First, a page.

Iwo Zaniewski, Interesting Book I, 110 x 150 cm, oil on canvas, 2006

Book Bliss: 8 Publications That Encourage Connection, Couriosity and Adventure A selection of eight imaginative and inspiring publications that resonate with the present moment and encourage connection, curiosity, and adventure

Iwo Zaniewski, Interesting Book I, 110 x 150 cm, oil on canvas, 2006

Iwo Zaniewski, Interesting Book I, 110 x 150 cm, oil on canvas, 2006

As one month of lockdown blurs into the next, it is time to take a breather and delve into other worlds for a little while. Book Bliss presents a selection of eight imaginative and inspiring publications that resonate with the present moment and encourage connection, curiosity, and adventure. From the visceral thrills of live performance, strolls in the streets of Rome and Teheran, and listening to barely audible sounds to observing the radiant dawns and sunset in Australia, cooking in Italy, and even picking mushrooms with John Cage, these books are going to take you on tour through off-limits places, making you forget about the long-haul lockdown.

André Aciman & Jeannette Montgomery Barron: Roman Hours

Exploration of a place through the eyes of an artist and the words of a writer is at the core of the Ivorypress’ new Cities series. Roman Hours pairs the imaginative and subtle writing of Andre Aciman, the Italian-American writer and literature professor, best known for his novel Call Me By Your Name (2007), with evocative photographs by Jeannette Montgomery Barron, the American visual artist. What brought them together was their shared love of Rome, the place they both lived in and now visit regularly, as well as a strong desire to portray the Eternal City in its very essence.

The golden, warm-honey cover with garnet lettering set the tone for the book. Aureate light sustaining the city’s life and colouring pavements, walls, and trees in Jeannette’s photographs interweave with the warmth of Aciman’s lyrical prose building an extraordinary world. As you explore the pictures arranged in a non-linear narrative, you are taken on an experiential journey through Rome and its unique atmosphere. The book’s sublime images and poetic texts unleash your imagination: all of a sudden, you feel the warm Italian sun on your face, perceive the old, flaky walls, smell the characteristic scent of cobblestones and clay, and even hear the street noise with the typical scooters’ honking at a distance… Rome in a nutshell, with all those glorious, fleeting moments that make life beautiful. I can imagine that the book particularly resonates with many readers now when travelling has become increasingly restricted. It noticeably intensifies the feeling of longing while thinking of distant places one loves and substantially raises the awareness of life’s fragility. As Andre Aciman put it in an interview accompanying the book launch, ‘the city is eternal, but we are not’.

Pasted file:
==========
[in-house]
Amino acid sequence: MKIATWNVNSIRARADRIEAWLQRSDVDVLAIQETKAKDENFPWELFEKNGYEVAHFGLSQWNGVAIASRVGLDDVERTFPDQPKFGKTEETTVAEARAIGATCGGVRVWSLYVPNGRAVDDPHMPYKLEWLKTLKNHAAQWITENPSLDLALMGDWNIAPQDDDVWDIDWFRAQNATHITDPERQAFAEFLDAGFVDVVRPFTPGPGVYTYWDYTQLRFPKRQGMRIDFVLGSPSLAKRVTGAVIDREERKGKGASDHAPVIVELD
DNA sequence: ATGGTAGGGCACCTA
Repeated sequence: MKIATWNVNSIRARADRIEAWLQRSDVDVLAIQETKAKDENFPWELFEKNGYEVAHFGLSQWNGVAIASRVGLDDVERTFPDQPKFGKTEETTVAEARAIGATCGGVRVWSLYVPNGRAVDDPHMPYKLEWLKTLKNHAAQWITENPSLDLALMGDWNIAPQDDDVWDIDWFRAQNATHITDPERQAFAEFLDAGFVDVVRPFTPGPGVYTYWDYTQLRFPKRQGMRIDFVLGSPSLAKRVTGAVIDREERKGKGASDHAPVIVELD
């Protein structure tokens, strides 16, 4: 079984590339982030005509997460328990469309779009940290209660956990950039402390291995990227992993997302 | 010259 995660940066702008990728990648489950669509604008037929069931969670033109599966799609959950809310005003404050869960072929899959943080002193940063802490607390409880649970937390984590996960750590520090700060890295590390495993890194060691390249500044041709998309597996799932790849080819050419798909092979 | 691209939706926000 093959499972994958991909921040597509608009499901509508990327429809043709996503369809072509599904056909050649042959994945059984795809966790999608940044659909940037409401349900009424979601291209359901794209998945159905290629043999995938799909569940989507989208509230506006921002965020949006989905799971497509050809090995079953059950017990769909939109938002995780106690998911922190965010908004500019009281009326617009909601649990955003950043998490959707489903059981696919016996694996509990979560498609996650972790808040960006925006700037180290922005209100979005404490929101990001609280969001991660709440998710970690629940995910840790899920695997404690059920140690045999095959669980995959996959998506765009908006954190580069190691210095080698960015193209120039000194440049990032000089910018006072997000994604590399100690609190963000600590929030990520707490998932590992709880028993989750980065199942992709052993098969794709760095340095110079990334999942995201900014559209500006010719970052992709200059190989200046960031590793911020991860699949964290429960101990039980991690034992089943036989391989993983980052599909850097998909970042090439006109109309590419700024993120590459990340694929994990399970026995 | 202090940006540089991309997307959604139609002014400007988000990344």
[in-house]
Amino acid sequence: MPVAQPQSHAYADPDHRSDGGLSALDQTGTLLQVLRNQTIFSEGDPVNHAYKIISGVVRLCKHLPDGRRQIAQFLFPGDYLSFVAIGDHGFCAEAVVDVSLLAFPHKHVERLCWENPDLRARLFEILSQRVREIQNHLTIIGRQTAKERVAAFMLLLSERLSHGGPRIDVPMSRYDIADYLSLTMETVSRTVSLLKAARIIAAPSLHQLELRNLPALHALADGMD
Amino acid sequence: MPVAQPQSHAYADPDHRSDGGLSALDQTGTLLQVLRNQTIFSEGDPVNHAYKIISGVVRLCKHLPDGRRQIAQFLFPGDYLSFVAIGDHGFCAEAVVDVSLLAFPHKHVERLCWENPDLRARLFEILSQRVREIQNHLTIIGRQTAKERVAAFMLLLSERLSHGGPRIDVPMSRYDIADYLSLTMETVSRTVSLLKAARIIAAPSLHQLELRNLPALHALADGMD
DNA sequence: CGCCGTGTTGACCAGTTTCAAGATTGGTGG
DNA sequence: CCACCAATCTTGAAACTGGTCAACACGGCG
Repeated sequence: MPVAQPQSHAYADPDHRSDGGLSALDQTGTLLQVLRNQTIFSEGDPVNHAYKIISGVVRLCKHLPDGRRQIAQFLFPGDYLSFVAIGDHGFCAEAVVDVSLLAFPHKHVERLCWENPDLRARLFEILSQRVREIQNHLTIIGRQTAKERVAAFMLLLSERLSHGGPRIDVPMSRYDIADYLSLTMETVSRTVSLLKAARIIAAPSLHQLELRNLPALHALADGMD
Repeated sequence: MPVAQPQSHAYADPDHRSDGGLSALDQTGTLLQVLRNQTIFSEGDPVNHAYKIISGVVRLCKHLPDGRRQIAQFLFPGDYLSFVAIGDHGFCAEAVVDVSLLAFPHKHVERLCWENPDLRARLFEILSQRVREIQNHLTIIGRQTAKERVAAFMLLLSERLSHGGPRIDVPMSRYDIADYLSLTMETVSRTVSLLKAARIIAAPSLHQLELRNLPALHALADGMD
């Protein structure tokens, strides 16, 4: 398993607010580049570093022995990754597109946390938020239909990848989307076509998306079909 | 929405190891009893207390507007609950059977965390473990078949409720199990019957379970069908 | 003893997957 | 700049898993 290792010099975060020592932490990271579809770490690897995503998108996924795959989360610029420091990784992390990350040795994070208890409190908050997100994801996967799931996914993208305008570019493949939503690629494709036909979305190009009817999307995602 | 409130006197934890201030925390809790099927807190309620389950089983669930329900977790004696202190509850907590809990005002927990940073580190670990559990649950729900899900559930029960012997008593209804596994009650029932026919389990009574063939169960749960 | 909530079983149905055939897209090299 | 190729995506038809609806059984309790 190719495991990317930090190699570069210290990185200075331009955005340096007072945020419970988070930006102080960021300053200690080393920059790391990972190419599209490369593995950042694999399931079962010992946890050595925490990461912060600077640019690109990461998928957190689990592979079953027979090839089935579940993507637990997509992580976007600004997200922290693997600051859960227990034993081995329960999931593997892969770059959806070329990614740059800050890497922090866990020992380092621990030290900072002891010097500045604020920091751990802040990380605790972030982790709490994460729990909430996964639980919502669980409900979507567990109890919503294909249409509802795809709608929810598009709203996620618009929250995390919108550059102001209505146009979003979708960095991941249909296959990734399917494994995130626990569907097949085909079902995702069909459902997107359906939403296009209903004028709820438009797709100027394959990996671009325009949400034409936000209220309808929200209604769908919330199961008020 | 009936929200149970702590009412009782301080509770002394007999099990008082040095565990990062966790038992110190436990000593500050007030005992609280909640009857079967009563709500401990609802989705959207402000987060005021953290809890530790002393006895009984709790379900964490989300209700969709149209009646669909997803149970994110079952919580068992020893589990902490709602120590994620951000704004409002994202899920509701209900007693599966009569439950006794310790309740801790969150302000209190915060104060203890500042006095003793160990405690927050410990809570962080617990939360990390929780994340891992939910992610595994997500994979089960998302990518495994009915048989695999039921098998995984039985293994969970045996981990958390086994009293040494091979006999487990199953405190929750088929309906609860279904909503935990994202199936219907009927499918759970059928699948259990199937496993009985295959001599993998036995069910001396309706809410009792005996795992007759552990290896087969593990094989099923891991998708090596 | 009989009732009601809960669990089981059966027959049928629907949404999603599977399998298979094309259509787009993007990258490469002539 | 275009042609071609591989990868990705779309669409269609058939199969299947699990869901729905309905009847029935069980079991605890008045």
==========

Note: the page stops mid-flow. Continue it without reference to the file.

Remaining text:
Roman Hours is like a nostalgic postcard, a fleeting memory of all the moments in Rome that everyone loves; a long walk through the city abound with startling, accidental discoveries that stay with us for long: a marble sculpture submerged in a golden haze, a white tablecloth carelessly tucked by the wind, bricks glistening in the rain, a classical painting mysteriously resting on a street… And the walls! The omnipresent ochre walls, which smell of the past. When you’ll look at the photo spread picturing them in the full sun, they seem to glow — just like in real life.

André Aciman & Jeannette Montgomery Barron: Roman Hours has been published by Ivory Press

Sébastien Cuvelier: Paradise City

Paradise originates from old Persian paridaida and means ‘walled garden’. The word serves as a powerful metaphor for contemporary Iran—the country which is so beautiful and vibrant but at the same time immensely confined and disconnected.